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Journey to the River Sea
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An adventurous plot with fast pace keeps boys and girls gripped to this story

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Ibbotson (Island of the Aunts) offers another larger-than-life adventure featuring lovable heroes and heroines, nasty villains, much hilarity and a deliciously gnarled plot. In 1910, Maia, an English orphan, accompanied by her newly appointed governess, Miss Minton, sets off to Brazil to live with distant cousins. She dreams of exploring the banks of the Amazon and viewing exotic wildlife, but her self-serving cousins and their spoiled twin daughters despise the outdoorsDalmost as much as they despise Maia. The heroine feels like a prisoner, forced to live inside the "dark clinical green" walls of her relatives' bungalow. Her life would be dismal indeed, if she didn't sneak out every once in a while to meet up with two other orphans with whom she has crossed paths: Clovis, a traveling actor, who longs to return to England, and Finn, a rich heir, who would rather live with the "Indians" than be sent to the British estate where his grandfather eagerly awaits his arrival. Suspense steadily rises as all three of the children attempt to escape their undesired fates. Thanks to a series of surprising coincidences and strokes of good luck, the orphans manage to change their destinies. Although the book's dnouement drags on a bit long, readers will come away with the satisfaction of knowing that the good guys are amply rewarded with bright futures and the bad guys get their just deserts. Ages 10-up. (Dec.) Copyright 2001 Cahners Business Information.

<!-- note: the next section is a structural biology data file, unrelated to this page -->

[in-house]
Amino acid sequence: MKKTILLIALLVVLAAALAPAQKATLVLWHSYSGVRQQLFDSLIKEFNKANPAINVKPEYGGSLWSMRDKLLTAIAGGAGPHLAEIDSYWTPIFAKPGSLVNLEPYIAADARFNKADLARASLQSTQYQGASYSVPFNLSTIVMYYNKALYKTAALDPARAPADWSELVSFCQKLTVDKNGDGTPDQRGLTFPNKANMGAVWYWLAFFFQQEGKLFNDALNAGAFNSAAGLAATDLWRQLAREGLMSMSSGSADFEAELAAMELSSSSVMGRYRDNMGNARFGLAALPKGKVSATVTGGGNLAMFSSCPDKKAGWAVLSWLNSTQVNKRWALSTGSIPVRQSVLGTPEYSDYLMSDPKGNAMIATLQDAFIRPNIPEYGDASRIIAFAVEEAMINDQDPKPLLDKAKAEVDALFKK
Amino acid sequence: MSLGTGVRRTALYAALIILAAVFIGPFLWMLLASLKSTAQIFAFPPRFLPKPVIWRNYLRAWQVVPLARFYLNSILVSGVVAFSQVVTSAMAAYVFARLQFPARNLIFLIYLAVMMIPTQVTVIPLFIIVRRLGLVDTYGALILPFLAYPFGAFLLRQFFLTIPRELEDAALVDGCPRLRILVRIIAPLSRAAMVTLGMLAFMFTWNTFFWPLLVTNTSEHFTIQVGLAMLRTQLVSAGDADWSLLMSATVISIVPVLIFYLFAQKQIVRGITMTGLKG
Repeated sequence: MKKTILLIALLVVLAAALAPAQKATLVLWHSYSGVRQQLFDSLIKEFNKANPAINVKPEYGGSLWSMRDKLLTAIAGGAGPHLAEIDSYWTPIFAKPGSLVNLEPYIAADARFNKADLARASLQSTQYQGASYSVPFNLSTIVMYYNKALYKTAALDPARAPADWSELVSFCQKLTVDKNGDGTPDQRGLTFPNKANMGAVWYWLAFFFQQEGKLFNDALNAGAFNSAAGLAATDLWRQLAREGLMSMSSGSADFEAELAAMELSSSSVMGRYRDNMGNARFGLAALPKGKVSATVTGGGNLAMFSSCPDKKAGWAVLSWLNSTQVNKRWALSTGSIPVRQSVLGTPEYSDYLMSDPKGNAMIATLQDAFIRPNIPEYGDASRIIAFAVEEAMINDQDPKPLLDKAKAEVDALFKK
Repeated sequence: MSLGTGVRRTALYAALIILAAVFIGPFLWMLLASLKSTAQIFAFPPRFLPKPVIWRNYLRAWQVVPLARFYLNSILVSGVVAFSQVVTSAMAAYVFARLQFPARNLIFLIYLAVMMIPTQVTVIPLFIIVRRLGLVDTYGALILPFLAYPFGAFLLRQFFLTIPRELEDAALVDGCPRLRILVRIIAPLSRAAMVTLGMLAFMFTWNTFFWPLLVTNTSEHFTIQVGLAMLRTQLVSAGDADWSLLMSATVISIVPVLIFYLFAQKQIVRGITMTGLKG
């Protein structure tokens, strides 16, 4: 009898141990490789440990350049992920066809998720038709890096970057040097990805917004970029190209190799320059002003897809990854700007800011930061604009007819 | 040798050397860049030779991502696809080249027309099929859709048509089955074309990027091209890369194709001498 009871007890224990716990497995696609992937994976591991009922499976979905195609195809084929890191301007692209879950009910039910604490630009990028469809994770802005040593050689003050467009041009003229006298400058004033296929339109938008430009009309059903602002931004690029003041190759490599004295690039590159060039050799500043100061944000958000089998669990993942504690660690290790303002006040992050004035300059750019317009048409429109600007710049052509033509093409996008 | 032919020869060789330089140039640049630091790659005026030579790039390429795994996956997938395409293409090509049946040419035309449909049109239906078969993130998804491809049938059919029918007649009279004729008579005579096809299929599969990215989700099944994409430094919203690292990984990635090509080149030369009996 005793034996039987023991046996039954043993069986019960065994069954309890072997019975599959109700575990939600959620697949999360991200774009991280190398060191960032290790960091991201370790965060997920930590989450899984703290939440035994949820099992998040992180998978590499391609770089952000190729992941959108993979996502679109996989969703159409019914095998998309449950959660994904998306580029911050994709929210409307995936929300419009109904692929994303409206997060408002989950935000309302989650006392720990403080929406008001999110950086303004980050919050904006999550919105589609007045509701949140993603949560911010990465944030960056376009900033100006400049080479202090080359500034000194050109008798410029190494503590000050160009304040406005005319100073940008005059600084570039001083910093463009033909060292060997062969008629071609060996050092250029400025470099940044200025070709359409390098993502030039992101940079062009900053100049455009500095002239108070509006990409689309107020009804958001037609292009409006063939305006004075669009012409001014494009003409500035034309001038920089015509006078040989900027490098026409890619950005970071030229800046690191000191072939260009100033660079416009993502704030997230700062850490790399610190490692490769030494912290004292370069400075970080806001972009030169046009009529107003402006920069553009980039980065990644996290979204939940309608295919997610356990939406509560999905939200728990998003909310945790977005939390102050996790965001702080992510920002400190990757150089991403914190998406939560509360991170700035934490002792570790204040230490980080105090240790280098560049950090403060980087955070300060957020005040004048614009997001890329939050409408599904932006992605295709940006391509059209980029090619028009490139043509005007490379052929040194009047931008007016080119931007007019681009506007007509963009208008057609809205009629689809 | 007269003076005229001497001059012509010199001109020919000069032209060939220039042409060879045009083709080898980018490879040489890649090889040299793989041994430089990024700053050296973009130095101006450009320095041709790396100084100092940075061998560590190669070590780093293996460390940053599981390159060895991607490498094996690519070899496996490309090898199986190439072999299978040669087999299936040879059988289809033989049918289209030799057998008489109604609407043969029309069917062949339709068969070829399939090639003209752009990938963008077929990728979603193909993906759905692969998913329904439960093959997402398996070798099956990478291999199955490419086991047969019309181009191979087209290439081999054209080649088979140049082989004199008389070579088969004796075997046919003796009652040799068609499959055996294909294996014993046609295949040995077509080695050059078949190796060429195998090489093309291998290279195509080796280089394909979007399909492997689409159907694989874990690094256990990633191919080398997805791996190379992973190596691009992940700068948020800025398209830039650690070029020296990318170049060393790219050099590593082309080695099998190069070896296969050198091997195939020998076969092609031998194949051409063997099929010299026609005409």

Gr 5-8-Maia, an orphan, is attending a London girls' school in 1910 when she learns she has relatives who live on a rubber farm near Manaus on the Amazon River. Excited about living in this exotic location, she boards ship with her new governess and makes friends with Clovis, a child actor who is longing to go home to England. Upon arrival, Maia discovers that the Carters have a strong aversion to anything Brazilian and never go out. It's also obvious that they've taken her in because of her allowance from her wealthy parents' estate. Worse yet, their twin daughters are conniving and nasty. The gregarious and adventuresome girl perseveres with the help of her supportive governess and befriends the natives she meets when she sneaks out of the house. The plot accelerates when she becomes involved in a plan to save Finn, a boy of both indigenous and English heritage, from being sent back to England and his dreaded relatives. Finn and Maia scheme to have Clovis disguise himself as Finn and return in his place. The plot is rich in drama, suspense, hints of romance, and a sense of justice. The country's natural beauty and the time period come to life. Maia is a strong heroine who steers her way clear against all odds, including near death. Adventure lovers who enjoyed Avi's The True Confessions of Charlotte Doyle (Orchard, 1990) and Sharon Creech's The Wanderer (HarperCollins, 2000) will devour this one and wish that it would continue.-Jean Gaffney, Dayton and Montgomery County Public Library, Miamisburg, OH Copyright 2001 Cahners Business Information.

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